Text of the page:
Statistics: 11.7 miles, ascent 1434′, descent 1662′, 5 1/2 hours
Breakfast at Kyle Farm B&B was quite busy. Everyone was a Wicklow Way hiker, including three weary Irish backpackers. We all enjoyed sharing our adventures. As we prepared to leave the farm dogs ran up to bid us farewell. “Watch”, the Border Collie, was very excited to see us one last time.
Our B&B host told us of an ancient graveyard on the edge of her property and suggested that we investigate. The graveyard dated back over 1000 years and was covered with blackberry bushes. After some scouting around, we did uncover a portion of it.
About 2 hours into the walk we came upon the three backpackers we had chatted with at breakfast. Their packs were huge with numerous sacks and bundles attached at every possible spot, including a giant pillow. One hiker had removed her boots, exposing her bloody feet; she was clearly in pain and not enjoying her day. Once again I was reminded of how a successful trek requires good preparation and training.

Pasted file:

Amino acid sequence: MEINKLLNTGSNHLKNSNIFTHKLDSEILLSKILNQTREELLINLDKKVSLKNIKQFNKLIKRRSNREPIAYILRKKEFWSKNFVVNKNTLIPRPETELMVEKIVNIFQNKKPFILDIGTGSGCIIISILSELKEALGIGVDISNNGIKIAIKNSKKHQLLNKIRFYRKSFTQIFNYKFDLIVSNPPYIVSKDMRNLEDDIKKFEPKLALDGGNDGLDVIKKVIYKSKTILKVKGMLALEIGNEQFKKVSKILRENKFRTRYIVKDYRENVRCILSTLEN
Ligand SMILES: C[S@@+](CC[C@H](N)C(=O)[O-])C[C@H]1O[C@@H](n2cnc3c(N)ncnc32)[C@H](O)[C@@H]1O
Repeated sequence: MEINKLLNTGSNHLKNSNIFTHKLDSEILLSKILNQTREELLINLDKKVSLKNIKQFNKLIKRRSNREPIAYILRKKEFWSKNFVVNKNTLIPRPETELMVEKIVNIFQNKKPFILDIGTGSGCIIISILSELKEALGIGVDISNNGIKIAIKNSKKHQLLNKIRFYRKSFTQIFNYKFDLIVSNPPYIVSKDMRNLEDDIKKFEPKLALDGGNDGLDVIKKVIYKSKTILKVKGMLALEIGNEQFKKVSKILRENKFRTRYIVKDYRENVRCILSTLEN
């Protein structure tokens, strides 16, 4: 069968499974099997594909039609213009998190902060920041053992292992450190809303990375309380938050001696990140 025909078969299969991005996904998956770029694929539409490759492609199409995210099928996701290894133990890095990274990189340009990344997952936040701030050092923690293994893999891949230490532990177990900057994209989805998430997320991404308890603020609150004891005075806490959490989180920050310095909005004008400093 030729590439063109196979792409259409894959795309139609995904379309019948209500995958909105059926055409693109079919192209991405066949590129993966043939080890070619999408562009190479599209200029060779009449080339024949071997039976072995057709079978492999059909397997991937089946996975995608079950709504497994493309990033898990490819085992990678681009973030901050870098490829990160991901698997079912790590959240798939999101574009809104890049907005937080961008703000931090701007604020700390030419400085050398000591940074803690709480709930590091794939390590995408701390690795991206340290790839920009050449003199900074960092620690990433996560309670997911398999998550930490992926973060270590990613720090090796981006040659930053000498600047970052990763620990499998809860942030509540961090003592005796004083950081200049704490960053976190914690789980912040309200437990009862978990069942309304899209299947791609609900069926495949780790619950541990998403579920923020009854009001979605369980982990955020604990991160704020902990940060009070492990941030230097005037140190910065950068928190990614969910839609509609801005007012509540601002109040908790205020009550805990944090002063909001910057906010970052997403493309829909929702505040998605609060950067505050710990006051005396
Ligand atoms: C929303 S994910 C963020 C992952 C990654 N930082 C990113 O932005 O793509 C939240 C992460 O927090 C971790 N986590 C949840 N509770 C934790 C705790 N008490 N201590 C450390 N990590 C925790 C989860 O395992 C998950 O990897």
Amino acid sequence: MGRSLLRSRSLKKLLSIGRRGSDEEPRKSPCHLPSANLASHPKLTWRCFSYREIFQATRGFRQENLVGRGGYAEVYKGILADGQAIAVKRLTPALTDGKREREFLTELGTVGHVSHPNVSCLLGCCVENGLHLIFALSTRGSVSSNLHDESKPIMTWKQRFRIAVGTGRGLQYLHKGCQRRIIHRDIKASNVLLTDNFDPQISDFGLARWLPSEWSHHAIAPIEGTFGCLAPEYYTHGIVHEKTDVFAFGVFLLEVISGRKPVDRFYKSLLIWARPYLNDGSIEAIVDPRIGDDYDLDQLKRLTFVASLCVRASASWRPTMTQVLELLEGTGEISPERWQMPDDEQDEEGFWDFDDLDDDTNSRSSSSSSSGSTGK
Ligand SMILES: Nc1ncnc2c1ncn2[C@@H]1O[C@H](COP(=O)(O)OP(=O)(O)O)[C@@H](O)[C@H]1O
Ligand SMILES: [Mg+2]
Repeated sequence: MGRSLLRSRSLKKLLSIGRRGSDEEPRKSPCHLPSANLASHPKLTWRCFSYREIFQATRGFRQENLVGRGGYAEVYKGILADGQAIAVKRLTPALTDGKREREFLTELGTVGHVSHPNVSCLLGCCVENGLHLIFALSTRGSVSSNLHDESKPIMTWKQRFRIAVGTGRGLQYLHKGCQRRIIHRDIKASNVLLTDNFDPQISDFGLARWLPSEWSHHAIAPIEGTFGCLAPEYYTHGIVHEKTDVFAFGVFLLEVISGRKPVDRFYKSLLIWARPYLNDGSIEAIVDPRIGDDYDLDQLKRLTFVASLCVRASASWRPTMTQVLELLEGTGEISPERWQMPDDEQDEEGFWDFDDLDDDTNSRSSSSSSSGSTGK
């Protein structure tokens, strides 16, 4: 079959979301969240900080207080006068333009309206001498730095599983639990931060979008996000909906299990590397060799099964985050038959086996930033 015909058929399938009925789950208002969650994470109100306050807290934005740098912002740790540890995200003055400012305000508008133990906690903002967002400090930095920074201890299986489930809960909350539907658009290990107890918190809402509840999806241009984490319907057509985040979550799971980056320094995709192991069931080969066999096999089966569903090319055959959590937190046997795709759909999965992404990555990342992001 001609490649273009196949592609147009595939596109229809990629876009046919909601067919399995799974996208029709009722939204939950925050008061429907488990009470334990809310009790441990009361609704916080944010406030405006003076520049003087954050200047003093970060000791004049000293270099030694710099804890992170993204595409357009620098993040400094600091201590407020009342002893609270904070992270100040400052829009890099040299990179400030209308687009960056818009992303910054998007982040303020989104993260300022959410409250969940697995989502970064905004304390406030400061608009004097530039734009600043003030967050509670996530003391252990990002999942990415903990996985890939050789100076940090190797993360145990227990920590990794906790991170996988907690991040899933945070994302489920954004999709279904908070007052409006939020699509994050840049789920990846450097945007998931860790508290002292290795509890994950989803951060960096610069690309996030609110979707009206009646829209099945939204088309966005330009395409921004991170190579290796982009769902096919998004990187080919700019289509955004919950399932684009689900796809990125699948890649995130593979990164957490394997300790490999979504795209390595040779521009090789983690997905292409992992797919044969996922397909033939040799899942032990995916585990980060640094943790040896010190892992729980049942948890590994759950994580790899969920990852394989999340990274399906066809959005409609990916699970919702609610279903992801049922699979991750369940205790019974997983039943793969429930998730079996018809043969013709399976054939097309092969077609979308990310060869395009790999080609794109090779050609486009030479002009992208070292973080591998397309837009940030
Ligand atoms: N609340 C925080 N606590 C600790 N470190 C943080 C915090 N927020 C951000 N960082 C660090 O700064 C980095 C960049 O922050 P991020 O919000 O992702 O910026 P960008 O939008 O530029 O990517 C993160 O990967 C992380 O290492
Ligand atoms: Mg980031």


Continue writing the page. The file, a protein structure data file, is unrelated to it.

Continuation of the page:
Our day, however, was a fun ramble through the pastoral countryside.
The walk today ended at the tiniest pub we had encountered on our hike, The Dying Cow. The pub has been owned by the same family for five generations and the present owner, Lil, was there to greet us. The catchy name for the pub was the result of some quick thinking when a group of folks was caught in the pub drinking after hours. Their excuse was that they were there to help the owner with a sick cow!
Liam, from Olde Shillelagh B&B, picked us up to take us to the village of Shillelagh. Liam is a “stick” maker. The art of stick making is an old Irish technique that is rooted in the culture of Wicklow County. Each stick takes 3 to 5 years to make, and he ships them all over the world.
Liam is also a fascinating historian and storyteller who regaled us for almost an hour with the local history including the real story behind leprechauns, the Little People, fairies, Robin Hood and the Irish police and firemen in Boston.